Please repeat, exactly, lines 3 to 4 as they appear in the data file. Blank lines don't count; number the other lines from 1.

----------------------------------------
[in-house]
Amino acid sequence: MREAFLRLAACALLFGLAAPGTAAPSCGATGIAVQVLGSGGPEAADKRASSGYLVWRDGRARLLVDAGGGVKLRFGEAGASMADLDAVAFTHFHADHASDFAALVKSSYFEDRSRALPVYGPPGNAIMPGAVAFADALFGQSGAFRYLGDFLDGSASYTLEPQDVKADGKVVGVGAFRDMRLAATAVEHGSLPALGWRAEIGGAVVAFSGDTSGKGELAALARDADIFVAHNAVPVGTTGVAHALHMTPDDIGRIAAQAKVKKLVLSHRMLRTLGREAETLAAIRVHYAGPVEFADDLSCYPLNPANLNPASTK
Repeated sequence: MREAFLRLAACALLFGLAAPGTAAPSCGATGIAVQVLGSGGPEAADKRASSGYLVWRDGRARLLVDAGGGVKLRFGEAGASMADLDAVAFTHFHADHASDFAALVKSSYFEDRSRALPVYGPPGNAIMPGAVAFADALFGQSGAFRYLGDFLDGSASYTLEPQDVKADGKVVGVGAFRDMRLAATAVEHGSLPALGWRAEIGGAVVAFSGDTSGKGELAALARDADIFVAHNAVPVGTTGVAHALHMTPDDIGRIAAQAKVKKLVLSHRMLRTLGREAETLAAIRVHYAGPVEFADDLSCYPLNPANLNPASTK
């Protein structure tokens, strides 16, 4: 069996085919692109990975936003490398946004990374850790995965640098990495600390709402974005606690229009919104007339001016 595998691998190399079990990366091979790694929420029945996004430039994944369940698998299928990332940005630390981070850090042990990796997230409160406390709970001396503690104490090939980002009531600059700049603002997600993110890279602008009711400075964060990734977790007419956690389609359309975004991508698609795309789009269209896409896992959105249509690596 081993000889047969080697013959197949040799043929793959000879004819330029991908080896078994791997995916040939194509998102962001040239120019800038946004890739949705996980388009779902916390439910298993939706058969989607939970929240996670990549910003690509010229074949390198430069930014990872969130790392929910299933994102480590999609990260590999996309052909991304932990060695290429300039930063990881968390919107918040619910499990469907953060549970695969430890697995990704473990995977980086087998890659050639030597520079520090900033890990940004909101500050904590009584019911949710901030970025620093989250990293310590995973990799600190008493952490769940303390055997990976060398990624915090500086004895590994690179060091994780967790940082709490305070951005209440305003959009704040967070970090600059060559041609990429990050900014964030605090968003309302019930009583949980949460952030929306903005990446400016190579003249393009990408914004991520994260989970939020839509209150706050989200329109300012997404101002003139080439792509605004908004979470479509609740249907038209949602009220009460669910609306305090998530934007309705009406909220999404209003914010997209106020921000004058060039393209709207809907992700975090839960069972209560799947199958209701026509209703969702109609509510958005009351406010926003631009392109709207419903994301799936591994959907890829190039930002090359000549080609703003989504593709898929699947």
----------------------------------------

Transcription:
Repeated sequence: MREAFLRLAACALLFGLAAPGTAAPSCGATGIAVQVLGSGGPEAADKRASSGYLVWRDGRARLLVDAGGGVKLRFGEAGASMADLDAVAFTHFHADHASDFAALVKSSYFEDRSRALPVYGPPGNAIMPGAVAFADALFGQSGAFRYLGDFLDGSASYTLEPQDVKADGKVVGVGAFRDMRLAATAVEHGSLPALGWRAEIGGAVVAFSGDTSGKGELAALARDADIFVAHNAVPVGTTGVAHALHMTPDDIGRIAAQAKVKKLVLSHRMLRTLGREAETLAAIRVHYAGPVEFADDLSCYPLNPANLNPASTK
């Protein structure tokens, strides 16, 4: 069996085919692109990975936003490398946004990374850790995965640098990495600390709402974005606690229009919104007339001016 595998691998190399079990990366091979790694929420029945996004430039994944369940698998299928990332940005630390981070850090042990990796997230409160406390709970001396503690104490090939980002009531600059700049603002997600993110890279602008009711400075964060990734977790007419956690389609359309975004991508698609795309789009269209896409896992959105249509690596 081993000889047969080697013959197949040799043929793959000879004819330029991908080896078994791997995916040939194509998102962001040239120019800038946004890739949705996980388009779902916390439910298993939706058969989607939970929240996670990549910003690509010229074949390198430069930014990872969130790392929910299933994102480590999609990260590999996309052909991304932990060695290429300039930063990881968390919107918040619910499990469907953060549970695969430890697995990704473990995977980086087998890659050639030597520079520090900033890990940004909101500050904590009584019911949710901030970025620093989250990293310590995973990799600190008493952490769940303390055997990976060398990624915090500086004895590994690179060091994780967790940082709490305070951005209440305003959009704040967070970090600059060559041609990429990050900014964030605090968003309302019930009583949980949460952030929306903005990446400016190579003249393009990408914004991520994260989970939020839509209150706050989200329109300012997404101002003139080439792509605004908004979470479509609740249907038209949602009220009460669910609306305090998530934007309705009406909220999404209003914010997209106020921000004058060039393209709207809907992700975090839960069972209560799947199958209701026509209703969702109609509510958005009351406010926003631009392109709207419903994301799936591994959907890829190039930002090359000549080609703003989504593709898929699947």